My blazing adventures in Greece have settled down to a simmering ember in my memory. The warmth of the sun, the taste of the sea in the air, the exotic languages– it all feels so distant as I shuffle from class to class in the rain and attempt to play golf with layers of jackets on. Yet life is not over, simply because I am no longer being spoiled by an incredible climate. Better yet, these last few weeks have been exciting! I love seeing my old friends and walking the campus of Wheaton College as a senior. Everything is once again familiar and comfortable. Somehow, though, these sentiments have not seemed important enough to put into writing.
But a friend of mine recently confronted me, saying, “You have a blog. That’s a real life commitment.”
And it’s true. I wanted to create a public space for my writing, not just keep a travel journal. I tried to recreate my experiences vividly so that my readers could enjoy a sense of escape from their reality (as entertainment is wont to do). My foreign adventures provided an enormous amount of material for me to work with. So now, I have a new challenge: how can I make my college experiences into worthwhile reading? Is there a way to engage an audience as a narrator living in the suburbs of Chicago, rather than at a 5-star resort in Greece?
I like a good challenge.
I am currently writing this blog in my ’18th Century Literature’ class (I’m also taking notes on a Word Document– don’t worry Mom and Dad). Let me tell you, if this class was not required for my English major, I would not be sitting here right now. Give me any book written in the last hundred years and I will read it in a week. Hand me a manuscript from 3,000 years ago and I will soak it right up. But I am entirely unconvinced that there is enough decent literature from the 18th century to fill a course syllabus. Margaret Cavendish, Aphra Behn, William Wycherley… oh, please. We are now stumbling through Bunyan’s famed Pilgrim’s Progress. I know it is a great novel of the Christian tradition, but when it comes to personifying virtues and vices, I think the play “Everyman” is more engaging. And Dante’s Inferno certainly has a more interesting storyline.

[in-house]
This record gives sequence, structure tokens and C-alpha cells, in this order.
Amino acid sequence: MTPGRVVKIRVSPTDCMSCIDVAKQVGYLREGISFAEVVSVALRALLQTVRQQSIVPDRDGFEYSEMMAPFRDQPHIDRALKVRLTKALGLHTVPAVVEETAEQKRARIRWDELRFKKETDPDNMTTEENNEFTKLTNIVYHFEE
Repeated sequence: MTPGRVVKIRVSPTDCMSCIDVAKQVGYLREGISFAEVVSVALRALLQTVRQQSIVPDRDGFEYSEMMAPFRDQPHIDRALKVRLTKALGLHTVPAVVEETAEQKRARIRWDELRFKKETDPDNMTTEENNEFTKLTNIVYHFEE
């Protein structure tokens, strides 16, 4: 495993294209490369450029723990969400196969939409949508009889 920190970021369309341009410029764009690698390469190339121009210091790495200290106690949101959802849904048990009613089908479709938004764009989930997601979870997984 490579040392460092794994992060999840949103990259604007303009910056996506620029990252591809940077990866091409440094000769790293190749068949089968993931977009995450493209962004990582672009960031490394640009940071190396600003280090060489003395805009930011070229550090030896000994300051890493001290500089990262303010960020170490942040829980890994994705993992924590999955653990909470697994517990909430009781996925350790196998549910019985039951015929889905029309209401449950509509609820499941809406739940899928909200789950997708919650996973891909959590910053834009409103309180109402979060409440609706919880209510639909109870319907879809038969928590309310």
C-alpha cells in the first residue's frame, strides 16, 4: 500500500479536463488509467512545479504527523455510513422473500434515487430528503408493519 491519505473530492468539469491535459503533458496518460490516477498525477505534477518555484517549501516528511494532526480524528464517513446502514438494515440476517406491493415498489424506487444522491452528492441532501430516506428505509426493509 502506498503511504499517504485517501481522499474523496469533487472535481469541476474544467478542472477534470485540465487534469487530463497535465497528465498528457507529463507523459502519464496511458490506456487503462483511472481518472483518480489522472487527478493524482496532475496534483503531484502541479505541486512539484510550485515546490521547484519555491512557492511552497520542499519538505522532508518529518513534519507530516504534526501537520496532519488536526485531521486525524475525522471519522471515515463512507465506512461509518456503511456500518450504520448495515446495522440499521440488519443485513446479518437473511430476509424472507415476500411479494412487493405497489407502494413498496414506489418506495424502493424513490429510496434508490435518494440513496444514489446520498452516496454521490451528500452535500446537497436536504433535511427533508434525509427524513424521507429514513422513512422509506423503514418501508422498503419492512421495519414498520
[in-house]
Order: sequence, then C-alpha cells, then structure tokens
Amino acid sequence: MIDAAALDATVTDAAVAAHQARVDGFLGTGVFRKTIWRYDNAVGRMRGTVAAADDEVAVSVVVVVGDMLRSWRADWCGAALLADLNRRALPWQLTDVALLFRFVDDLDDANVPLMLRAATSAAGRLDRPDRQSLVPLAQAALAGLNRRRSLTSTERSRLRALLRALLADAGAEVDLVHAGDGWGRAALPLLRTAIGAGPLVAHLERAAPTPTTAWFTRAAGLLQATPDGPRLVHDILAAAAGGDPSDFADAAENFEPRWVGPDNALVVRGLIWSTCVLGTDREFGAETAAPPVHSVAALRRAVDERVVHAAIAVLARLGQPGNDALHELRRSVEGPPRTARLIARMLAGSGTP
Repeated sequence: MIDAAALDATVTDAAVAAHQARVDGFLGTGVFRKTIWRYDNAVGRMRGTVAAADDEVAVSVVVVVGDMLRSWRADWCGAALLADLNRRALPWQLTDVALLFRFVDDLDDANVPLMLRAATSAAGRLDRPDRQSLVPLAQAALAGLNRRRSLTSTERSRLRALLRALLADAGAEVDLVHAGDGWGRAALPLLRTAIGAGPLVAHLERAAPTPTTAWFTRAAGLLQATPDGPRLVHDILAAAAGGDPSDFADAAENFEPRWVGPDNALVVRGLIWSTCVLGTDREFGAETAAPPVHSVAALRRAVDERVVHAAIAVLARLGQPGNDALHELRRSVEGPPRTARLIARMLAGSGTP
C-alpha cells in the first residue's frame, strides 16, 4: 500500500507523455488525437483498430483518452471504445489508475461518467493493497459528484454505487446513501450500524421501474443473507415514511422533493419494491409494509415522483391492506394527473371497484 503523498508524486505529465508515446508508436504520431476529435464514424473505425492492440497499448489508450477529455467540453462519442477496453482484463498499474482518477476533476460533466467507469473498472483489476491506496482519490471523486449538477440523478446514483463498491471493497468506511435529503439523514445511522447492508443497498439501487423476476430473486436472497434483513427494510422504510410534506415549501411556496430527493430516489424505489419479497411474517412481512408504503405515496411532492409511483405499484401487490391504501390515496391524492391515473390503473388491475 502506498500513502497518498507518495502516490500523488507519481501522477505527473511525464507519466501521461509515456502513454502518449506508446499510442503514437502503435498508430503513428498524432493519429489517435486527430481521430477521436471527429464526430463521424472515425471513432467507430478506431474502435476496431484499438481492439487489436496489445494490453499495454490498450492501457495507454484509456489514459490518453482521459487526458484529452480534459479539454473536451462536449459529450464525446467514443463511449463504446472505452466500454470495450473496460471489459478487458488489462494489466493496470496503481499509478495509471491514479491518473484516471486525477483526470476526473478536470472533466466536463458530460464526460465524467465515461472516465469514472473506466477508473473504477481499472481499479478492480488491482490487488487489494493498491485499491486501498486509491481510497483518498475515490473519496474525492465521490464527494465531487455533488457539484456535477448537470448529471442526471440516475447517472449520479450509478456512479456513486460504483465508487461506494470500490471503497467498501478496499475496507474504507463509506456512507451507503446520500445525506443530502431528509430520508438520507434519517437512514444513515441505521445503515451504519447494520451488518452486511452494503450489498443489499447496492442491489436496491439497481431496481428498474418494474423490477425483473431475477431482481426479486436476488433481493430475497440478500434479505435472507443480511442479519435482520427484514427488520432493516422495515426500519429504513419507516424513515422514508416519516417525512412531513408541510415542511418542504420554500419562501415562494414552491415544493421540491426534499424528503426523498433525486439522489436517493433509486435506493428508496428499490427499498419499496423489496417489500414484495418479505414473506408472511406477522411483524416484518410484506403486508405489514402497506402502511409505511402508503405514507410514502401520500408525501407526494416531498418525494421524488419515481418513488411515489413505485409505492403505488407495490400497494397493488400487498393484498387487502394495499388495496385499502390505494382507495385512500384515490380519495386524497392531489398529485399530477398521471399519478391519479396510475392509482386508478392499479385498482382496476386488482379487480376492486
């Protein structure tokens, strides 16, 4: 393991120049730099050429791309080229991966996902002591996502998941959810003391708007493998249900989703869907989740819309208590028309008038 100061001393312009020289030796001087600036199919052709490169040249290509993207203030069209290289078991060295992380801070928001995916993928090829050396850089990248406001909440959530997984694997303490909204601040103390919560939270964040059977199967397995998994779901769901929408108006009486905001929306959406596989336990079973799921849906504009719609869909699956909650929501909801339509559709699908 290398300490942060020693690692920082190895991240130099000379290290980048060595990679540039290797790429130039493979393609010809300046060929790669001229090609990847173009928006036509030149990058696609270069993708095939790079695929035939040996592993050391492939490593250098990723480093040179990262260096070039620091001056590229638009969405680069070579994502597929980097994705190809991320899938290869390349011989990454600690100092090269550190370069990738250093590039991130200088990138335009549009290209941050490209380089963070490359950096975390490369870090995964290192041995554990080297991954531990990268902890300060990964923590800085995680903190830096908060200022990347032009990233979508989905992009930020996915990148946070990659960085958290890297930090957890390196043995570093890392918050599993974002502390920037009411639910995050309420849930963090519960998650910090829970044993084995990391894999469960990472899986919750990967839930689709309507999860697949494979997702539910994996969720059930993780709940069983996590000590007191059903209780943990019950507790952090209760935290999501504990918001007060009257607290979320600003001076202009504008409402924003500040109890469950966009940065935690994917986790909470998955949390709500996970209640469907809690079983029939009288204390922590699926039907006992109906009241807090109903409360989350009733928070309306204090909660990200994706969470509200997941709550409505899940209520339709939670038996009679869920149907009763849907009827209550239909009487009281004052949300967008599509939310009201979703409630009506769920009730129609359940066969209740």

There are only nine of us in this class: seven girls and two shy boys, all trying valiantly to stay awake as our professor reads us line after line of archaic-sounding text. The tables have been set up in a rectangle and we sit around its perimeter. “How do you guys feel about the literary heroism of this passage?” the professor asks. How do we feel? (The rain keeps up a constant rapping on the window panes). Ask me again later.
Thankfully, there is a much more engaging world outside of this small, fourth-story classroom. I will be off to the library shortly to work my afternoon shift. Buswell Library is slightly out of date; the computers are slow and the book selection is heavily weighted towards ‘Bible/Theology’. The atmosphere is comfortable, though, and my coworkers are wonderful. Linda and Cheryl are in charge of the Circulation Desk, where I am stationed. Linda and I gab about new books, her son’s baseball team, music, what creepy strangers have caused trouble in the library lately, etc. I always try to get a little homework done at the checkout desk, but that rarely seems to happen. There are too many opportunities to engage grad students about their thesis’ topics or recommend “fun reads” to bored freshmen (who have not yet felt the full brunt of a college workload).
Class is nearly over, so I will close this post as well. Now that I have breathed some new life into my blog, I will make sure it receives its regular word-nourishment. Have a blessed day!